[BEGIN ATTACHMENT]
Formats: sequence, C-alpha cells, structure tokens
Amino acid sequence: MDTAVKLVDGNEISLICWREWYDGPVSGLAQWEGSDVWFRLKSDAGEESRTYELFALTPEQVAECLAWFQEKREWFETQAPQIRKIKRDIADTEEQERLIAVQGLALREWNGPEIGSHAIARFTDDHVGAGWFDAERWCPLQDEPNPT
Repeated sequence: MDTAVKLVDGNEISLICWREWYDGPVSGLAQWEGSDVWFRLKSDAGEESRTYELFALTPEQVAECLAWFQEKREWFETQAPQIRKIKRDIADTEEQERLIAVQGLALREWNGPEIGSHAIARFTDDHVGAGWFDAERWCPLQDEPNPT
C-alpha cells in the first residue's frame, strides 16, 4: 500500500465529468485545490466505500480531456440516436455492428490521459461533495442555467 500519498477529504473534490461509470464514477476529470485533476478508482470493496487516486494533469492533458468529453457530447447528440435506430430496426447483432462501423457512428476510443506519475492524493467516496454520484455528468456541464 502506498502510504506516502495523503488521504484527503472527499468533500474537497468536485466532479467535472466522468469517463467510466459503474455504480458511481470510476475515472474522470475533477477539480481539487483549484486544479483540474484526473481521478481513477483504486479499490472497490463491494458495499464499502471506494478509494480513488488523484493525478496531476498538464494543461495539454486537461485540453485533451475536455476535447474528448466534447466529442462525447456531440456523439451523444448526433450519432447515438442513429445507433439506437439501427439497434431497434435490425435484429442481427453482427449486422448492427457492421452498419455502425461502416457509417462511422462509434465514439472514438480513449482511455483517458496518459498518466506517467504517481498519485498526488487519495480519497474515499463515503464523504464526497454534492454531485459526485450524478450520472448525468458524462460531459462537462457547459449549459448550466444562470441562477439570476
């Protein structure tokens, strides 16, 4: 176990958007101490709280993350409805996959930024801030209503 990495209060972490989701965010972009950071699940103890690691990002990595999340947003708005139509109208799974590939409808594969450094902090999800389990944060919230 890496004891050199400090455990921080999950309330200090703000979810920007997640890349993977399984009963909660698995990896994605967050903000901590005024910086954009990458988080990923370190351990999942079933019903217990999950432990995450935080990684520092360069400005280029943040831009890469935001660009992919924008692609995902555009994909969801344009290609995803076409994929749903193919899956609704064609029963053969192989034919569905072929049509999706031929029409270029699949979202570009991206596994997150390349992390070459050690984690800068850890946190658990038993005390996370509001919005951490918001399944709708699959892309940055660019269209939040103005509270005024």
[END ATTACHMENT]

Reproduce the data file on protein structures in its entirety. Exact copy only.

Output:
Formats: sequence, C-alpha cells, structure tokens
Amino acid sequence: MDTAVKLVDGNEISLICWREWYDGPVSGLAQWEGSDVWFRLKSDAGEESRTYELFALTPEQVAECLAWFQEKREWFETQAPQIRKIKRDIADTEEQERLIAVQGLALREWNGPEIGSHAIARFTDDHVGAGWFDAERWCPLQDEPNPT
Repeated sequence: MDTAVKLVDGNEISLICWREWYDGPVSGLAQWEGSDVWFRLKSDAGEESRTYELFALTPEQVAECLAWFQEKREWFETQAPQIRKIKRDIADTEEQERLIAVQGLALREWNGPEIGSHAIARFTDDHVGAGWFDAERWCPLQDEPNPT
C-alpha cells in the first residue's frame, strides 16, 4: 500500500465529468485545490466505500480531456440516436455492428490521459461533495442555467 500519498477529504473534490461509470464514477476529470485533476478508482470493496487516486494533469492533458468529453457530447447528440435506430430496426447483432462501423457512428476510443506519475492524493467516496454520484455528468456541464 502506498502510504506516502495523503488521504484527503472527499468533500474537497468536485466532479467535472466522468469517463467510466459503474455504480458511481470510476475515472474522470475533477477539480481539487483549484486544479483540474484526473481521478481513477483504486479499490472497490463491494458495499464499502471506494478509494480513488488523484493525478496531476498538464494543461495539454486537461485540453485533451475536455476535447474528448466534447466529442462525447456531440456523439451523444448526433450519432447515438442513429445507433439506437439501427439497434431497434435490425435484429442481427453482427449486422448492427457492421452498419455502425461502416457509417462511422462509434465514439472514438480513449482511455483517458496518459498518466506517467504517481498519485498526488487519495480519497474515499463515503464523504464526497454534492454531485459526485450524478450520472448525468458524462460531459462537462457547459449549459448550466444562470441562477439570476
């Protein structure tokens, strides 16, 4: 176990958007101490709280993350409805996959930024801030209503 990495209060972490989701965010972009950071699940103890690691990002990595999340947003708005139509109208799974590939409808594969450094902090999800389990944060919230 890496004891050199400090455990921080999950309330200090703000979810920007997640890349993977399984009963909660698995990896994605967050903000901590005024910086954009990458988080990923370190351990999942079933019903217990999950432990995450935080990684520092360069400005280029943040831009890469935001660009992919924008692609995902555009994909969801344009290609995803076409994929749903193919899956609704064609029963053969192989034919569905072929049509999706031929029409270029699949979202570009991206596994997150390349992390070459050690984690800068850890946190658990038993005390996370509001919005951490918001399944709708699959892309940055660019269209939040103005509270005024």